Exercise Your Body for a Younger Looking, Healthier brain
By wlr Contributor Christina Neal Personal Trainer and Accredited Life Coach
Need motivation to exercise? Read on. Regular cardiovascular exercise will boost your memory, improve brain health and help to reduce risk of dementia and Alzheimer’s disease. Christina Macdonald explains how regular exercise can help mental function
We all know that regular exercise burns calories and can boost metabolic rate, but sometimes we still have days where we lack the motivation to get up and exercise, especially when we feel tired or stressed.
When motivation is low, reminding yourself of the health benefits of regular exercise may help move you from the sofa to the gym, to the park or to your favourite exercise class.
You might have started exercising to lose weight, but there are numerous other benefits too – regular activity can also help you sleep better, improve heart health, reduce the risk of stroke and even reduce your risk of developing certain cancers.
And if you still need further motivation to exercise, then here it is – exercise regularly and you will protect your memory and improve brain health and mental function.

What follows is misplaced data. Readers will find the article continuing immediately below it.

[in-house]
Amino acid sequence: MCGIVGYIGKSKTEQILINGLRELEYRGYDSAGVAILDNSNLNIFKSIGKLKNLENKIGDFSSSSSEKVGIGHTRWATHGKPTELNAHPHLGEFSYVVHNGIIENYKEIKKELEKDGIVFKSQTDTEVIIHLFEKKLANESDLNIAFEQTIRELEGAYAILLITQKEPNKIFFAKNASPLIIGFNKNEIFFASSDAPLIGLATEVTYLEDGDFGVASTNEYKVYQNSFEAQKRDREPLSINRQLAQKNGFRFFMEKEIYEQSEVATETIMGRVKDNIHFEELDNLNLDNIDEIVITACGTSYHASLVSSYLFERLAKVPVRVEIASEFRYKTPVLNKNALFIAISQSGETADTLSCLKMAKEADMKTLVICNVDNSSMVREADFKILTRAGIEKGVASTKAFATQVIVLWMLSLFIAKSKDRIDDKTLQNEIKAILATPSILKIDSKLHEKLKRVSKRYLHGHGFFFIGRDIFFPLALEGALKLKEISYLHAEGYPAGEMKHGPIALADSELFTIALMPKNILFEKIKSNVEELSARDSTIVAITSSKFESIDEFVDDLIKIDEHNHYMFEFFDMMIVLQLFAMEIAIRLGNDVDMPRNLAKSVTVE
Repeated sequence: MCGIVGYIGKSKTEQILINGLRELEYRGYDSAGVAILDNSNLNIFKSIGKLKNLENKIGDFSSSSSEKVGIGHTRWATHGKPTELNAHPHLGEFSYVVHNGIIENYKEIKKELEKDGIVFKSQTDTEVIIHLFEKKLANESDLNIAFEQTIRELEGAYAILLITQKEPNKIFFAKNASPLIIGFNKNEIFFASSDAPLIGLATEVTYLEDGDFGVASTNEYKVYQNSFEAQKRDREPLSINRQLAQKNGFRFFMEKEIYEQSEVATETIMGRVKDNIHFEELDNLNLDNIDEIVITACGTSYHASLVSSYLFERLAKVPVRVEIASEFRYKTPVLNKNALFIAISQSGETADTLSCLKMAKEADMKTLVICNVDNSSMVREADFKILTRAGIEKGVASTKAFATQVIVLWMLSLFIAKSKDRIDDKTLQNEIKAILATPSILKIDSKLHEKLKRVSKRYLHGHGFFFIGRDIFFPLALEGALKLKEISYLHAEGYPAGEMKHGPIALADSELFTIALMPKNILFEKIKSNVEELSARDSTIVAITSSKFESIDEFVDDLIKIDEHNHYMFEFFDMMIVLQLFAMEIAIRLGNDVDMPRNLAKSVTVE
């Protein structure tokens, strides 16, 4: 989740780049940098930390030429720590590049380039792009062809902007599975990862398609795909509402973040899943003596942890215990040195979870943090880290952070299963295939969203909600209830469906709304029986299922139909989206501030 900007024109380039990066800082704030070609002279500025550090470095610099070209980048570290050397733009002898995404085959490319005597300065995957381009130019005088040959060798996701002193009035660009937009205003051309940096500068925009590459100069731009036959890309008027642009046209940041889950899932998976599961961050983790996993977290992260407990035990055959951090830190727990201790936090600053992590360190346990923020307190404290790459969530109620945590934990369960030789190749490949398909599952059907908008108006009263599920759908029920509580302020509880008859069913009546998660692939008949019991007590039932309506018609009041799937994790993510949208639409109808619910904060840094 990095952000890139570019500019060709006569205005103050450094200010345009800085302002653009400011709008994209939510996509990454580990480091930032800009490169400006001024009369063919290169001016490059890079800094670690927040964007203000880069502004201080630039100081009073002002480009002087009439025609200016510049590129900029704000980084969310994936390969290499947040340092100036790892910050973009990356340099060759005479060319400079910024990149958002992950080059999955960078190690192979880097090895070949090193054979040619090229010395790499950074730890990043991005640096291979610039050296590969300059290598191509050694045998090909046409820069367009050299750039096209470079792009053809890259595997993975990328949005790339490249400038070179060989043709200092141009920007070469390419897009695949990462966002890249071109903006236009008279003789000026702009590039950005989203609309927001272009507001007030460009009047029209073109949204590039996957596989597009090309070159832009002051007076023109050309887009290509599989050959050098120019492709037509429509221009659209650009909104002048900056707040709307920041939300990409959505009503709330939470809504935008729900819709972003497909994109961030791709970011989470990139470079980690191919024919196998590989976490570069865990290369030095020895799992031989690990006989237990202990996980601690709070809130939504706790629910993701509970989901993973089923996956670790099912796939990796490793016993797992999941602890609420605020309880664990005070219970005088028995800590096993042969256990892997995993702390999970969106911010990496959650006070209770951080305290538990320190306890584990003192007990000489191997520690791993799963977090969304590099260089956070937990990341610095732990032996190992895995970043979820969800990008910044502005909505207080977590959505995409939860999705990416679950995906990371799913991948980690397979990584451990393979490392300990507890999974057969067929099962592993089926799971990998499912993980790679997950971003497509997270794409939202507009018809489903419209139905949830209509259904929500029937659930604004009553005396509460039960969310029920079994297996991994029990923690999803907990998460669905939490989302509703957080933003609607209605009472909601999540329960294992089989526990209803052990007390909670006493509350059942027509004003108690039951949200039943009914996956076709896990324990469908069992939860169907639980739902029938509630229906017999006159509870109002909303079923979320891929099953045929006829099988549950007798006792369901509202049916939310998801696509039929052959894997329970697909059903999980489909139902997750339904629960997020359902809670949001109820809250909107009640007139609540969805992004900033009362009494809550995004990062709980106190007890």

Indeed, experts have recently concluded that regular cardiovascular exercise like brisk walking, swimming, running and cycling is good for your brain – with experts acknowledging it can boost memory, improve cognitive function and significantly reduce your risk of developing dementia.
A recent presentation by Dr Laura Baker of Wake Forest University Health Sciences in North California at the Alzheimer’s Association’s International Conference in July, revealed some fascinating information about what happens to the brain when we exercise regularly.
Dr Baker revealed the results of several trials, which demonstrated that exercise slows the progression of atrophy (wastage) and improves cognition (our ability to think, learn and understand).
A study, conducted over a 12-week period that entailed participants doing regular cardiovascular exercise, resulted in a thickening of the cortex – the brain’s outer layer of neural tissue, which plays an important role in our consciousness.
The study unveiled during Baker’s presentation consisted of two exercise groups.
One group performed high intensity aerobic exercise working at around 70-80 per cent of maximum heart rate (MHR) for six months on a randomised control trial.